More readings from a Raffique Shah perspective 1970
https://www.guardian.co.tt/news/shah-recalls-role-in-revolution-6.2.1101556.6a43492c4a
http://www.trinicenter.com/1970/
http://www.trinicenter.com/Raffique/indianleaders.htm
General current reading blogs by Shah
https://www.trinidadandtobagonews.com/blog/?tag=raffique-shah
----------------------------------------------
Critique of Shah

https://icdn.today/dr-eric-williams-to-raffique-shah-i-am-not-going-to-have-a-mutineer-for-my-opposition-leader/
Raffique Shah was the last great army general TT ever had these people had the vision to see what was going on in TT and to make a stand its unfortunate that the people of TT was sleeping and is still sleeping.

Offline Storeboy

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Re: Terry Fenwick have a lot of INSTANT options, he needs the support.
« Reply #41 on: February 16, 2021, 10:21:04 AM »
quote author=ffisback link=topic=66779.msg997591#msg997591 date=1613422491]
----------------------------------------------
Critique of Shah

https://icdn.today/dr-eric-williams-to-raffique-shah-i-am-not-going-to-have-a-mutineer-for-my-opposition-leader/
Raffique Shah was the last great army general TT ever had these people had the vision to see what was going on in TT and to make a stand its unfortunate that the people of TT was sleeping and is still sleeping.
[/quote]
Correection: Raffique Shah's highest rank was Lieutenant.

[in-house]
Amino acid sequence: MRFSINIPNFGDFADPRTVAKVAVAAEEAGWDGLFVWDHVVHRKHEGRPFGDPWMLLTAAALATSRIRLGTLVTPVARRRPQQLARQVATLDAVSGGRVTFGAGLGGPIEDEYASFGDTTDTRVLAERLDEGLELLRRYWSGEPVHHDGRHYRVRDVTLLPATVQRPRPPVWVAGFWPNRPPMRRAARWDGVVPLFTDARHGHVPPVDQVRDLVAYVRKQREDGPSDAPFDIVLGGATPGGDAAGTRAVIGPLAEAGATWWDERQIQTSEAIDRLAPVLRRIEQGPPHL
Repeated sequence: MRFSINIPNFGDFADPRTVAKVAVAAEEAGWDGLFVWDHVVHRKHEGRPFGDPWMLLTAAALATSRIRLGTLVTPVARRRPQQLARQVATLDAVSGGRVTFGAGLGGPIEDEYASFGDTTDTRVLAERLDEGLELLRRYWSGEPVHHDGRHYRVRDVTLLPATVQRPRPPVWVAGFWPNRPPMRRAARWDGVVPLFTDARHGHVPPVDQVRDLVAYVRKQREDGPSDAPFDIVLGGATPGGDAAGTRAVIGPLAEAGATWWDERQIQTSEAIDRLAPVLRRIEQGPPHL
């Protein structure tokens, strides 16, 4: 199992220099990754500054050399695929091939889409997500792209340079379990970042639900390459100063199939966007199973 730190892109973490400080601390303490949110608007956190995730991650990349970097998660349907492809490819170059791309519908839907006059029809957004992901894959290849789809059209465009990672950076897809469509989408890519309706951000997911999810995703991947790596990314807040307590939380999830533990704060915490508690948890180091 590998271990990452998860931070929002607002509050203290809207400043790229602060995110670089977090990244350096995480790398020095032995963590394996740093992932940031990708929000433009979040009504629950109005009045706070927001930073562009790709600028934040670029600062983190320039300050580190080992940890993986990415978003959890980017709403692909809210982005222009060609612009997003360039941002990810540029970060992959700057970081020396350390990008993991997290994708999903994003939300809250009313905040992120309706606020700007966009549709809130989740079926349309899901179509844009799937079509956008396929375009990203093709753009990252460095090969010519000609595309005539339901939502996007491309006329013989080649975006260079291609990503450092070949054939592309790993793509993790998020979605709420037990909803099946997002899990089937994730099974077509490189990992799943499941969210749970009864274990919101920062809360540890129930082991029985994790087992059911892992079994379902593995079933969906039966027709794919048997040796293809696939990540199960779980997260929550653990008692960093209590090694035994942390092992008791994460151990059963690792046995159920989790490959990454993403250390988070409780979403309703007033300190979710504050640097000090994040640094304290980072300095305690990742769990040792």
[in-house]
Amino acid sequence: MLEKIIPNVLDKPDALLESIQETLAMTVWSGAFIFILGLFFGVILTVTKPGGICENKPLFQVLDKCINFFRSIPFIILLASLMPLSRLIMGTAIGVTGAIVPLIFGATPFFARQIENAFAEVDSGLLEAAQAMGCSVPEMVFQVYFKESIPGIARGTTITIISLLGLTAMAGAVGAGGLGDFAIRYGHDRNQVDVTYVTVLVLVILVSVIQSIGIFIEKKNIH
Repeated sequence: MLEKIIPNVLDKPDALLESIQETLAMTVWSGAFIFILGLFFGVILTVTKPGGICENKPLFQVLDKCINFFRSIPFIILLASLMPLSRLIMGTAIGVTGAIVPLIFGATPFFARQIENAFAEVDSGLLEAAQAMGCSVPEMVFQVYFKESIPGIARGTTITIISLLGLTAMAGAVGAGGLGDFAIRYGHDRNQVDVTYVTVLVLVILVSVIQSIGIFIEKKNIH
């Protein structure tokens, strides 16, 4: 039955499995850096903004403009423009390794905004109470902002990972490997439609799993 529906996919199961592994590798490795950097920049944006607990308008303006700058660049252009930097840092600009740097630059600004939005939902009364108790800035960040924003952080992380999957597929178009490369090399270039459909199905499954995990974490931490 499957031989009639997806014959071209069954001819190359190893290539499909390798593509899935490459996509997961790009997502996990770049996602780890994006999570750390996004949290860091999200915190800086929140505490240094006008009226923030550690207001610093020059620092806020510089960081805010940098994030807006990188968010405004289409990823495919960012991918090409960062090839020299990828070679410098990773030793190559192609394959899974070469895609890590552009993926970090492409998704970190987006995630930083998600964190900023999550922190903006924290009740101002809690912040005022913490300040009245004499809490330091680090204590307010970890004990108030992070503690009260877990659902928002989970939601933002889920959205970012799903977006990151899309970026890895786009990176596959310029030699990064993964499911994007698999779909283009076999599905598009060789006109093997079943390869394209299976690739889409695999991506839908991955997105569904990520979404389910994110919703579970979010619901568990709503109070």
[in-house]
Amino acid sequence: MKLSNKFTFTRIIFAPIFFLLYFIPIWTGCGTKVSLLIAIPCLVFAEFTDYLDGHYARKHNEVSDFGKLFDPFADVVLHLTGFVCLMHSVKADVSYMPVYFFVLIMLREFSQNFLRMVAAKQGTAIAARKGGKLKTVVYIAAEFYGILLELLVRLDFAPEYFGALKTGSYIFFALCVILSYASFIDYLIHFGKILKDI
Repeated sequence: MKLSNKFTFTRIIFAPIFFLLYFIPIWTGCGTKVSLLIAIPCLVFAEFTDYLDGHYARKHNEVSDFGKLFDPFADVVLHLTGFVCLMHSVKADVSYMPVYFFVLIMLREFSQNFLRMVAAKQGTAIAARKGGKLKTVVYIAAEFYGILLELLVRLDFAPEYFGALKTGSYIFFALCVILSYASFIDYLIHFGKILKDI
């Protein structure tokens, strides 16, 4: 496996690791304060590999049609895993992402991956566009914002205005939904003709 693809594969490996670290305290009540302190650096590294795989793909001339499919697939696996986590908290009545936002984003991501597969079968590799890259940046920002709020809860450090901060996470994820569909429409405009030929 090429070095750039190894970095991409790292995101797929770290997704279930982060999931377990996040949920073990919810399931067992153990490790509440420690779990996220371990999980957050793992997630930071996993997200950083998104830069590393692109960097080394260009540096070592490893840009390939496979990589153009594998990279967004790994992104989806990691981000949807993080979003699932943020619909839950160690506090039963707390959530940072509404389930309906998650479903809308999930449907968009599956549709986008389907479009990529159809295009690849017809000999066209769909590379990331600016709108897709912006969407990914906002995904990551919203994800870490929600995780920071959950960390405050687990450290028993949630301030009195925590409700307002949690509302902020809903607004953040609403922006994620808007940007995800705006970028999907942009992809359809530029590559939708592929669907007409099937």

Never, never, ever give up! Go T&T Warriors!

Offline ABTrini

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Re: Terry Fenwick have a lot of INSTANT options, he needs the support.
« Reply #42 on: February 17, 2021, 02:31:12 PM »
quote author=ffisback link=topic=66779.msg997591#msg997591 date=1613422491]
----------------------------------------------
Critique of Shah

https://icdn.today/dr-eric-williams-to-raffique-shah-i-am-not-going-to-have-a-mutineer-for-my-opposition-leader/
Raffique Shah was the last great army general TT ever had these people had the vision to see what was going on in TT and to make a stand its unfortunate that the people of TT was sleeping and is still sleeping.
Correection: Raffique Shah's highest rank was Lieutenant. As a lieutenant in the Trinidad and Tobago Regiment, he led an army mutiny in 1970
[/quote]
Yuh joking right? The last great------ yuh really need to qualify  greatness.